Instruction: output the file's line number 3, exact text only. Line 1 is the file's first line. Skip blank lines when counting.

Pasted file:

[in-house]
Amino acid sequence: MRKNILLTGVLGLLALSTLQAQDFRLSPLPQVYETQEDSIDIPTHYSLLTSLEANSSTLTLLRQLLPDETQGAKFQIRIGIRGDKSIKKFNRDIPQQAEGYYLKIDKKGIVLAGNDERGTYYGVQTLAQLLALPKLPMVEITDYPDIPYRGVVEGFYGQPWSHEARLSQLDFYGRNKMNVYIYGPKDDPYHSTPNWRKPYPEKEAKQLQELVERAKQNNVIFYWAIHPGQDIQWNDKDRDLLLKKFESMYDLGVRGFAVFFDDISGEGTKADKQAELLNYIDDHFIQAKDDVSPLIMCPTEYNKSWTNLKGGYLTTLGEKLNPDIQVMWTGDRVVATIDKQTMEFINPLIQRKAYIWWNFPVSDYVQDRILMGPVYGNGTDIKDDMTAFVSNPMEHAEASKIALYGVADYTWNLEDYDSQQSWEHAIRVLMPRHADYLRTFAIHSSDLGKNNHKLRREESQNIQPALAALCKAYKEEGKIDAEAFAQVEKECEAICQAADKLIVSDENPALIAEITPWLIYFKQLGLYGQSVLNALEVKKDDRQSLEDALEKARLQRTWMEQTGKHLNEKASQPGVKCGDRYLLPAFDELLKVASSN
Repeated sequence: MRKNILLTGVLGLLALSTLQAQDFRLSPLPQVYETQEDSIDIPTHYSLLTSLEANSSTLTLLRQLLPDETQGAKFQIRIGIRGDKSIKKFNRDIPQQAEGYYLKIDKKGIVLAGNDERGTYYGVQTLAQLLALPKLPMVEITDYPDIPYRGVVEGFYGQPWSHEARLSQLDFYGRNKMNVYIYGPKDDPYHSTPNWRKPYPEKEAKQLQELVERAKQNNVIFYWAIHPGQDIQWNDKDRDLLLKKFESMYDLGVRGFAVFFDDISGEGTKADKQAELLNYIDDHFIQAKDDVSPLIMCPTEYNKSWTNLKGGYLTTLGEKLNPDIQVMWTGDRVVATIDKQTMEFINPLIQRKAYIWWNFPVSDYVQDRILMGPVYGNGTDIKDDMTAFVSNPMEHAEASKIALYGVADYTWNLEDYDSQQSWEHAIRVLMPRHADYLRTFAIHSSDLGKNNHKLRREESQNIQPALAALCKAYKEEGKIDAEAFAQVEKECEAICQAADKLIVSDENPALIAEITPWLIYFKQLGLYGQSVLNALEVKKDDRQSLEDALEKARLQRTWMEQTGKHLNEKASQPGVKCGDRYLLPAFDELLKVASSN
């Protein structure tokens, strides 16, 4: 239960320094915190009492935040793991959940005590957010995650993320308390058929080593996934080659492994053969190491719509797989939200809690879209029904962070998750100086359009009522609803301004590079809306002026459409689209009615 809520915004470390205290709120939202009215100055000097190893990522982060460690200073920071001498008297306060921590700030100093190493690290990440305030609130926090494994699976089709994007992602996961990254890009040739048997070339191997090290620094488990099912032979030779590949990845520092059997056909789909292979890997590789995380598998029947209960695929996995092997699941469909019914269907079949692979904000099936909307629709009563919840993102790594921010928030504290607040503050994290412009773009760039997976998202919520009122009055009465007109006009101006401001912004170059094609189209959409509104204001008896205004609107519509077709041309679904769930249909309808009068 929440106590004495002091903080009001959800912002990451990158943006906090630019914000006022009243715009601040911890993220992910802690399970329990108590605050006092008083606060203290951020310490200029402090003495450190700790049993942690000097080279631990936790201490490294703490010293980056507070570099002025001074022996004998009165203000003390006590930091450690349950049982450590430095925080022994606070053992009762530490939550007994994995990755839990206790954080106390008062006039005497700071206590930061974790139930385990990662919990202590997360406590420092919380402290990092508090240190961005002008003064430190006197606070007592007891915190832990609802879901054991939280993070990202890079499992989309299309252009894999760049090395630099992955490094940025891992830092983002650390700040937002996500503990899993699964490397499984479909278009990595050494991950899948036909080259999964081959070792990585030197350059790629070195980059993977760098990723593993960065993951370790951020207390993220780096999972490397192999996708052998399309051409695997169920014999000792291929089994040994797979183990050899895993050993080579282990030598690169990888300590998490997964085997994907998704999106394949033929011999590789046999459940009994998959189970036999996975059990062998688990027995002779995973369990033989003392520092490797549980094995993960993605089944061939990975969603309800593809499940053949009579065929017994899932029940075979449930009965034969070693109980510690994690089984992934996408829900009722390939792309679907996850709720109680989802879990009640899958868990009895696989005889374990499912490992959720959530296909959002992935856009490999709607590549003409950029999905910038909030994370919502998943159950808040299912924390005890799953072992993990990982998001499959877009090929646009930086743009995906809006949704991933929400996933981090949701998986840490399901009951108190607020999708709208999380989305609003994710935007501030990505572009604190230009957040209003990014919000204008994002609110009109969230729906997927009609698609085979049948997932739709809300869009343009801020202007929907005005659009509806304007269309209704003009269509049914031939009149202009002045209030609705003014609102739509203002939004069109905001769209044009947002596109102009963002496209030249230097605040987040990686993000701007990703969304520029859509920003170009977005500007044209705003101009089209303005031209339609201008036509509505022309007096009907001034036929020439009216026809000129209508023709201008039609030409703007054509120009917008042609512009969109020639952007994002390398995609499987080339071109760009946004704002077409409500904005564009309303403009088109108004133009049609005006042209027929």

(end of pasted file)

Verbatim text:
Repeated sequence: MRKNILLTGVLGLLALSTLQAQDFRLSPLPQVYETQEDSIDIPTHYSLLTSLEANSSTLTLLRQLLPDETQGAKFQIRIGIRGDKSIKKFNRDIPQQAEGYYLKIDKKGIVLAGNDERGTYYGVQTLAQLLALPKLPMVEITDYPDIPYRGVVEGFYGQPWSHEARLSQLDFYGRNKMNVYIYGPKDDPYHSTPNWRKPYPEKEAKQLQELVERAKQNNVIFYWAIHPGQDIQWNDKDRDLLLKKFESMYDLGVRGFAVFFDDISGEGTKADKQAELLNYIDDHFIQAKDDVSPLIMCPTEYNKSWTNLKGGYLTTLGEKLNPDIQVMWTGDRVVATIDKQTMEFINPLIQRKAYIWWNFPVSDYVQDRILMGPVYGNGTDIKDDMTAFVSNPMEHAEASKIALYGVADYTWNLEDYDSQQSWEHAIRVLMPRHADYLRTFAIHSSDLGKNNHKLRREESQNIQPALAALCKAYKEEGKIDAEAFAQVEKECEAICQAADKLIVSDENPALIAEITPWLIYFKQLGLYGQSVLNALEVKKDDRQSLEDALEKARLQRTWMEQTGKHLNEKASQPGVKCGDRYLLPAFDELLKVASSN